…foremost, she must keep her audiences happy. This encompasses everyone from the students who sit in the gallery to the folks who pass their names on the donor walls as they approach their box seats. It also encompasses countless people in Chicago and beyond who may rarely, if ever, set foot in the Symphony Center.

    So when Rutter is huddling with artistic planning/audience development vice president Martha Gilmer to determine programs, jetting to Europe to hear [Riccardo] Muti conduct, speaking to civic groups or simply being a presence at hundreds of Symphony Center performances each year, she has the same purpose: to connect the orchestra to the outside world that gives it its reason and means to exist.

    “I grew up believing that an orchestra was mine,” she says. “It’s like going to the library. We’re here to really have this relationship with our community.” Read the full article by Mark Caro.

    At the helm of the orchestra since 2003, Deborah Rutter has navigated the choppy economic waters of the late 2000s and led a successful effort to woo Riccardo Muti into joining the CSO as Music Director. All this while also setting the stage for fruitful artistic collaborations with young composers like Mason Bates and Anna Clyne (two upcoming American Orchestra Forum panelists and Composers-in-Residence at the CSO) and launching the Citizen Musician initiative which invites community members to make music, even getting Yo-Yo Ma into the act.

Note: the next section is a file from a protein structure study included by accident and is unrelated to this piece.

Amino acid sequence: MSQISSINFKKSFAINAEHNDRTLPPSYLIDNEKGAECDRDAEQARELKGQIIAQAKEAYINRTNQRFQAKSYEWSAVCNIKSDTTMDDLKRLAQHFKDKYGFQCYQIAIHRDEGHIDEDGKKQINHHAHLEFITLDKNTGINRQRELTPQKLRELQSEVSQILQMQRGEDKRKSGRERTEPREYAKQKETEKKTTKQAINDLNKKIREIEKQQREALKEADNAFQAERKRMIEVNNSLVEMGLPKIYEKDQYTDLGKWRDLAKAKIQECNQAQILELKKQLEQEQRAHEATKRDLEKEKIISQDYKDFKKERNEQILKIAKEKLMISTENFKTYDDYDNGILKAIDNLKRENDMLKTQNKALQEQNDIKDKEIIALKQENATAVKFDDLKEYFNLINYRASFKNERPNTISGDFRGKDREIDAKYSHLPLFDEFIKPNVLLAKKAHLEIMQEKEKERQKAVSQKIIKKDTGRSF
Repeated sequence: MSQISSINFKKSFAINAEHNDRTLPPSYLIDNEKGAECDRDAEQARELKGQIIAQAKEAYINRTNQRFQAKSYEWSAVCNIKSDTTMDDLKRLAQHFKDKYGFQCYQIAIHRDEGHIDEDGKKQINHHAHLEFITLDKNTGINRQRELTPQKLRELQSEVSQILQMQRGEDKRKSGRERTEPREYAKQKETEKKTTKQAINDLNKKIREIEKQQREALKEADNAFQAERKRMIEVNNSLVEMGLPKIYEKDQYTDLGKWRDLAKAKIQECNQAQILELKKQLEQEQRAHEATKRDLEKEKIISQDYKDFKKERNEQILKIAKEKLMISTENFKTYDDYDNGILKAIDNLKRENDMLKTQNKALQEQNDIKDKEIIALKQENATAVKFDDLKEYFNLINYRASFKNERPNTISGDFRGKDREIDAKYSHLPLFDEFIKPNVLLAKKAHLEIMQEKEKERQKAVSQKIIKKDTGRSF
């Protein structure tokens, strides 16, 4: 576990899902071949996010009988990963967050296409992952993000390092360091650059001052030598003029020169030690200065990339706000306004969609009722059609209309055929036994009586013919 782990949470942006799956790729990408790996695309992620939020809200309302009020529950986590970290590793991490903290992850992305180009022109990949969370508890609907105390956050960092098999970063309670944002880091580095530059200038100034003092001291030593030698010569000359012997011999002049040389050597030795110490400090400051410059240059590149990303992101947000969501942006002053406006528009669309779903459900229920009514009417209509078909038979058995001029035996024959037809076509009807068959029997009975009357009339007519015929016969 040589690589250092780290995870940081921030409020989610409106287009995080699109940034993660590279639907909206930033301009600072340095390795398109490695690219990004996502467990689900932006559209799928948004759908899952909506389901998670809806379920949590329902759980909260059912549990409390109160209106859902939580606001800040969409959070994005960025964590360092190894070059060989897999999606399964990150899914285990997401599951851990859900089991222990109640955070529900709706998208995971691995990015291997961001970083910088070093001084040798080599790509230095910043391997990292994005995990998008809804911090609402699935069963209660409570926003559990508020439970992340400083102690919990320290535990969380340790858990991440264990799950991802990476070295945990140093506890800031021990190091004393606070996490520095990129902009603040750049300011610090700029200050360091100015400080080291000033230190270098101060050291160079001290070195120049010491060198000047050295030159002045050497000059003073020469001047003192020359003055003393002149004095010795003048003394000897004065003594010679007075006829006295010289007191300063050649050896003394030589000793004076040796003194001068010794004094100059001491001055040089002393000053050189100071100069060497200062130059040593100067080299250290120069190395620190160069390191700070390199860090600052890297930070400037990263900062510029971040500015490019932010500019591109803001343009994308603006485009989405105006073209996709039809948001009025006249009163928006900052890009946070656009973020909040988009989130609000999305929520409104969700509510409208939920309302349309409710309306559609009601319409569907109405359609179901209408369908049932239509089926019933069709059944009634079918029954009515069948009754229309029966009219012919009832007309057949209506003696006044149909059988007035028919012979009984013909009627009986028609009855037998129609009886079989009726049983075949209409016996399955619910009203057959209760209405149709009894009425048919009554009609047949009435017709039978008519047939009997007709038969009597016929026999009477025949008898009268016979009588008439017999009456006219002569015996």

It will be interesting to hear her take on some of the issues around Audience, Creativity, and Community that we will be exploring in our behind-the-scenes conversation on Tuesday, February 14. We’ll be live blogging the proceedings here and tweeting at @AmOrchForum. Content from the discussion will be used in future American Orchestra Forum podcasts.

    Do you have a question for Deborah Rutter? Email us and we’ll include them in our discussion on Tuesday.

  6. Getting in on the Act

    WolfBrown Getting in on the Act study

    One of the interesting topics that came up during the Q&A session at Sunday’s event was how arts organizations can engage communities through participatory experiences. Rather than sit and passively watch a concert, people seem to increasingly prefer doing the playing and singing themselves. Certainly the eye-popping success of the YouTube Symphony shows there’s an appetite for hands-on participation in the orchestral world. Does the role of the orchestra in its community need to change accordingly?